The modern day consumer’s life abounds in products and services. If one stops for a moment to take stock of the different products and services available, one would realise that a moment is not enough to take a count. We are availing of services from government as well as private agencies, and using a zillion products manufactured by a multitude of companies.
However, there is no unified feedback mechanism except for the formal and legal routes offered by the Consumer Forum.
There are hundred different services offering hundred different websites and contact information–and to find each one and follow up on them is no cakewalk.
Swapnil Aggarwal, a development consultant from Gujarat, has come up with a one-stop solution, an app named SpeakUp that promises to tackle the lack of communication channels.
The platform helps users to directly share their grievance/feedback to government or private organisations with a single click. Once posted through the app, the user’s message is automatically communicated to the relevant authority via digital mediums.
Swapnil says, “These problems are common to all of us. We use so many products and services that when we need to give feedback to the manufacturer or provider, it becomes a hassle. The process of visiting each provider’s website, find the grievance email id and filing the feedback is a rather long process and many users let it go many times. What we wanted to build was a one-stop solution.”
“We don’t have an agent-based system, thus we don’t get into each individual grievance. What we do is simple; we connect the user to the relevant authority’s official handle and follow up the response,” he explains further.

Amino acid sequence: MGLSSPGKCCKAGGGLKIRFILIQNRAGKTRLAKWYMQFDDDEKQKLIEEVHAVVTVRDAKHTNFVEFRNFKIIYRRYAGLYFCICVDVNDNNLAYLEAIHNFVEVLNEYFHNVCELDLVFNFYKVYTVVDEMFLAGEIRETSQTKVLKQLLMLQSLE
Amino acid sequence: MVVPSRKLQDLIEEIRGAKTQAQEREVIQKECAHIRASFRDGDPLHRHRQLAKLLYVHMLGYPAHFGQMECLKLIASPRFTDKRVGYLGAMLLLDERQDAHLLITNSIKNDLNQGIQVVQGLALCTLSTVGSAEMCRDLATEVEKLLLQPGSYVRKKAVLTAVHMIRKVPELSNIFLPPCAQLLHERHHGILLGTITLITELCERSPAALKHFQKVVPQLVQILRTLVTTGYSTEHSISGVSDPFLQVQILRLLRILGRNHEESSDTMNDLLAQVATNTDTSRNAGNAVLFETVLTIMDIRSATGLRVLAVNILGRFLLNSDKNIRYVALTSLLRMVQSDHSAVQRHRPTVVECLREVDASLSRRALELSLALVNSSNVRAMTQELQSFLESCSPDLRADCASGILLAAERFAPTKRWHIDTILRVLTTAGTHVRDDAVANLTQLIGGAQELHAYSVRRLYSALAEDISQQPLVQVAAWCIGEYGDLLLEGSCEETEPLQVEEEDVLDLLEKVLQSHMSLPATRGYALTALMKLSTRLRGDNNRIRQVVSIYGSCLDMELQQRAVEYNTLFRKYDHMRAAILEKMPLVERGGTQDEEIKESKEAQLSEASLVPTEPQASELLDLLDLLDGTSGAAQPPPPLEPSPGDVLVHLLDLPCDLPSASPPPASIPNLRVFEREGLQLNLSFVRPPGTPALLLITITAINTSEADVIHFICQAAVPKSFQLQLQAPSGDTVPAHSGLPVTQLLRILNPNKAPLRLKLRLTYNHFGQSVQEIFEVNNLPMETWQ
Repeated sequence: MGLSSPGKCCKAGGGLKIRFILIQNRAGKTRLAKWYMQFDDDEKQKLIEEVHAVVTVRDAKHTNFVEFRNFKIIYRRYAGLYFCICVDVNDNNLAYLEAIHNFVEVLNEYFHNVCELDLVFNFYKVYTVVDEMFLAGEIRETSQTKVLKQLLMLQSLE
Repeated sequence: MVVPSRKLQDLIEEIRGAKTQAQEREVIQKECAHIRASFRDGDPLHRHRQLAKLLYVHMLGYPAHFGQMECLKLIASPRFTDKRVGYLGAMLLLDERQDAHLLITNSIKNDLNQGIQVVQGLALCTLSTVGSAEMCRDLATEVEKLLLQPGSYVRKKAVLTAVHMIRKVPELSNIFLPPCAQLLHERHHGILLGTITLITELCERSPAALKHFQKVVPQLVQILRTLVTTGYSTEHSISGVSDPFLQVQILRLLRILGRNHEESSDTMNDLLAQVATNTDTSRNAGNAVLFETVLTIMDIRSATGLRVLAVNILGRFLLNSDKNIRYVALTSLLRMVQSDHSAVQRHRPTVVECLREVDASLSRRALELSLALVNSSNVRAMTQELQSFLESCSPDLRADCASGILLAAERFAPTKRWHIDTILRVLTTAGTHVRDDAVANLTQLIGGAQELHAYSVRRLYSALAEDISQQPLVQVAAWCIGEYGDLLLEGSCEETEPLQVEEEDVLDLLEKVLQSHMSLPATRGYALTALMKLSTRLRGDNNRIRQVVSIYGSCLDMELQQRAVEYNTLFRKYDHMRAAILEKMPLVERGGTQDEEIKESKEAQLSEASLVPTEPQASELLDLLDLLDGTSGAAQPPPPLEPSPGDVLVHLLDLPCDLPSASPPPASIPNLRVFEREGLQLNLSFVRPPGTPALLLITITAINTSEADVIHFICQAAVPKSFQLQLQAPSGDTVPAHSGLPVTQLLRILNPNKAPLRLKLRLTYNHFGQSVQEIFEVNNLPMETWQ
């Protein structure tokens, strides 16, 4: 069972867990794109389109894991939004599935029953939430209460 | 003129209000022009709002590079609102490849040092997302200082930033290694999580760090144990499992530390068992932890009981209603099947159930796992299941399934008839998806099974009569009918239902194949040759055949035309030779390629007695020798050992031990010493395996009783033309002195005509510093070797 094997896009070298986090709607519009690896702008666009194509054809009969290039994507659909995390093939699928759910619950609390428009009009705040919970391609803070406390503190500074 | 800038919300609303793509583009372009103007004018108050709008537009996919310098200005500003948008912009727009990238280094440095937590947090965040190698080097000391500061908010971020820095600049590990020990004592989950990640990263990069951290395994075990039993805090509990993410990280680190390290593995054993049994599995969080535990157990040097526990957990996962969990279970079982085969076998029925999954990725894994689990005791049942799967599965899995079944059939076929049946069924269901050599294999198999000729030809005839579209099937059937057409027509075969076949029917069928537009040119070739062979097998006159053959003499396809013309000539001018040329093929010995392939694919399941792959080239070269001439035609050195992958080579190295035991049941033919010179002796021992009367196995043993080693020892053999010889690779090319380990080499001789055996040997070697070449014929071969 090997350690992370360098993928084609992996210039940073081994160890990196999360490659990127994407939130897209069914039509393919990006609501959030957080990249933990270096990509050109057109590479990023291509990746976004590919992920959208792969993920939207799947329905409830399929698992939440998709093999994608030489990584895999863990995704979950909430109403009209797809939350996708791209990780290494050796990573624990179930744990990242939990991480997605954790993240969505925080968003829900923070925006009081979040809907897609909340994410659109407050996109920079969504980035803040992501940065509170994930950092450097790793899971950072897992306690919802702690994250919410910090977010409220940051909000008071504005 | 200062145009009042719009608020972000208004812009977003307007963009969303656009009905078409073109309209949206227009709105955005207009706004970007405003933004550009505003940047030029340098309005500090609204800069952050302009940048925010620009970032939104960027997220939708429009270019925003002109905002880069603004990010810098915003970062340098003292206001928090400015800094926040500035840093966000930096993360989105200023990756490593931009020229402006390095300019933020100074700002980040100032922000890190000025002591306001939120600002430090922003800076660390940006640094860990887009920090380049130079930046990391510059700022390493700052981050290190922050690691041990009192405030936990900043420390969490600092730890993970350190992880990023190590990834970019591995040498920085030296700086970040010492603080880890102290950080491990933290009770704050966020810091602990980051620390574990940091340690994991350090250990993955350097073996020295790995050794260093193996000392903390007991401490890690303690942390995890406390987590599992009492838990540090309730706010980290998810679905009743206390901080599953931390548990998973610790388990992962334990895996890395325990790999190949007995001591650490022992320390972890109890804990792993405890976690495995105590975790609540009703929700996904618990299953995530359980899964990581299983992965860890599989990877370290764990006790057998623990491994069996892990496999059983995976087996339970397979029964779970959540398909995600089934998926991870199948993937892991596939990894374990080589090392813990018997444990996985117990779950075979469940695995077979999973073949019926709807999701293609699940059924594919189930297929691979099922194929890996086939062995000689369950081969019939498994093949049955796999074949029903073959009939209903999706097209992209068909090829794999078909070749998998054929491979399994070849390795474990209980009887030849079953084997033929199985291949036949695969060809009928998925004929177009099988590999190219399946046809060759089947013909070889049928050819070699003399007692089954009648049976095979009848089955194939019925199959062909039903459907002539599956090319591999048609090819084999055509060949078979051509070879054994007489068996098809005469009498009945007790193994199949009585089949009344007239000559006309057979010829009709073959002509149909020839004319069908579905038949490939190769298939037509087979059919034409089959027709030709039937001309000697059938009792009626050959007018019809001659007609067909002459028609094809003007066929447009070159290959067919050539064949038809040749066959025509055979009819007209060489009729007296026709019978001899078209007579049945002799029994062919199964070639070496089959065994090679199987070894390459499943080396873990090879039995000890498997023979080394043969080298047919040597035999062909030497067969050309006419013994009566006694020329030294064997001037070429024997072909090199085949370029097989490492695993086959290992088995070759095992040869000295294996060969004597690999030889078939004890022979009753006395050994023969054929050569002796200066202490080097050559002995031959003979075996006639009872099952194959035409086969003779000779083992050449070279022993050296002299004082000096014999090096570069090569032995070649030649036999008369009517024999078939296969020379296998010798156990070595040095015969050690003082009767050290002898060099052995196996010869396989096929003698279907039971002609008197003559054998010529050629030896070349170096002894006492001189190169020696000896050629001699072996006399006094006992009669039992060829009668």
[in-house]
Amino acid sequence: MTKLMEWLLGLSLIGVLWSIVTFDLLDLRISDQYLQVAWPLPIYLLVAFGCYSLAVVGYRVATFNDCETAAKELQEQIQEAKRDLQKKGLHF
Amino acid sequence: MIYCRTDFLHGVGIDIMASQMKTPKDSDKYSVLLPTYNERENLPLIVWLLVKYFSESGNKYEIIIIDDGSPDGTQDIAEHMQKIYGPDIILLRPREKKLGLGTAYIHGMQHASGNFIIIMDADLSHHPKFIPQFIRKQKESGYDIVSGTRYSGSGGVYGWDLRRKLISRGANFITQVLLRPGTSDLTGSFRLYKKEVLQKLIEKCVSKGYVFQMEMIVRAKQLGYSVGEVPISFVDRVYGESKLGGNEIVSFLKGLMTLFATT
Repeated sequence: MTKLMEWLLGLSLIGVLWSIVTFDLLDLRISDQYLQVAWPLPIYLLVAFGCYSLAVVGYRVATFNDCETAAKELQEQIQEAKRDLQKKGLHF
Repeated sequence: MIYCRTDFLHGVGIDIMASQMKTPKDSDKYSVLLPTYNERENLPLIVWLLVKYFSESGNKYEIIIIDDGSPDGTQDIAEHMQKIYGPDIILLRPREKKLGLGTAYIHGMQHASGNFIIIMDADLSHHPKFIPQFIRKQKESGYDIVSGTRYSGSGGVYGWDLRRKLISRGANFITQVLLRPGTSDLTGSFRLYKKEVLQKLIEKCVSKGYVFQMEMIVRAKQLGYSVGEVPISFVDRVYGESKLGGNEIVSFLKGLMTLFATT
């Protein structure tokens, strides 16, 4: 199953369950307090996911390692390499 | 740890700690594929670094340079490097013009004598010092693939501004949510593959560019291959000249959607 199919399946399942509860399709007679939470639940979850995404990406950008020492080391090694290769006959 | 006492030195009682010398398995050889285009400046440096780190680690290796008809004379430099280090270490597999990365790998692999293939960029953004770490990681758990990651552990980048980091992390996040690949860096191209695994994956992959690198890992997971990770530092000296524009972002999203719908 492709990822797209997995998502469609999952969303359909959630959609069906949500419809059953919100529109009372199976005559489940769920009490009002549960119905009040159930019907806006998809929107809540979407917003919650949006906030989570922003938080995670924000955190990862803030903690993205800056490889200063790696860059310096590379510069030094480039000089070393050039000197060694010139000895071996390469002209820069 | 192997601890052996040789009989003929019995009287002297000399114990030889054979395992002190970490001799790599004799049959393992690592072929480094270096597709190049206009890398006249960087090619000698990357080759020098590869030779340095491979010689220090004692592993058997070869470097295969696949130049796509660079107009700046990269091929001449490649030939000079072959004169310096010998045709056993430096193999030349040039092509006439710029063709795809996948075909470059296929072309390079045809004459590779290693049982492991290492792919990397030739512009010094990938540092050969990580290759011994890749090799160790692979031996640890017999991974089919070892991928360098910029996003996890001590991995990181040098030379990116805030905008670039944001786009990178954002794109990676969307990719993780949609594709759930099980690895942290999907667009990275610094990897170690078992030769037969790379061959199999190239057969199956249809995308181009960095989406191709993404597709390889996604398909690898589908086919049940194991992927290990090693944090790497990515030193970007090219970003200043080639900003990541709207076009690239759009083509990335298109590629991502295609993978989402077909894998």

In the three months since it went live, the app has been downloaded more than 4500 times, and received well over 100 complaints on an everyday basis. The complaints tend to vary in nature and extent. Take for instance, Bharat Gamit who found his loan from a certain bank show up in his account details as outstanding, thought he had finished repaying it entirely.
“I wasn’t able to get any response from the bank employees,” he says. “I came to know about an app, which connected user’s feedback to the official social media platforms and email ids directly. After posting my grievance on the app, I received a call from the Branch Manager within 6 hrs offering to sort out the confusion.”
Swapnil highlights that the app has not been built just for filing complaints, but also as a feedback platform.
While most of the posts tend to be complaints, around 20 per cent messages are also appreciative and positive.
The app posts feedback directly to the concerned organisation’s official? email and Twitter handle. In some cases, it also tags relevant officials to expedite the process, for example, Manoj Sinha, minister of state for railways, is a likely to be tagged in case of telecom complaints. With Twitter gradually becoming a platform for grievance resolution for many government departments and private organisations (#Twitterseva), the users receive prompt resolution via the handle. The entire mechanism is private and concerns only the user and the concerned vendor.
“If our user has a Twitter handle, the complaint is sent to the authority via the handle directly. In case the user doesn’t have an active Twitter account, the notification goes from SpeakUp’s handle. However, the message on public wall only mentions that a complaint has been shared via email,” he says.
SpeakUp also refrains from disclosing details of the complaint publicly. Swapnil explains, “It is basically, because we have not crosschecked the authenticity of the complaint—we are the postman who drops the letter at the right address.”
Featured image source: Pixabay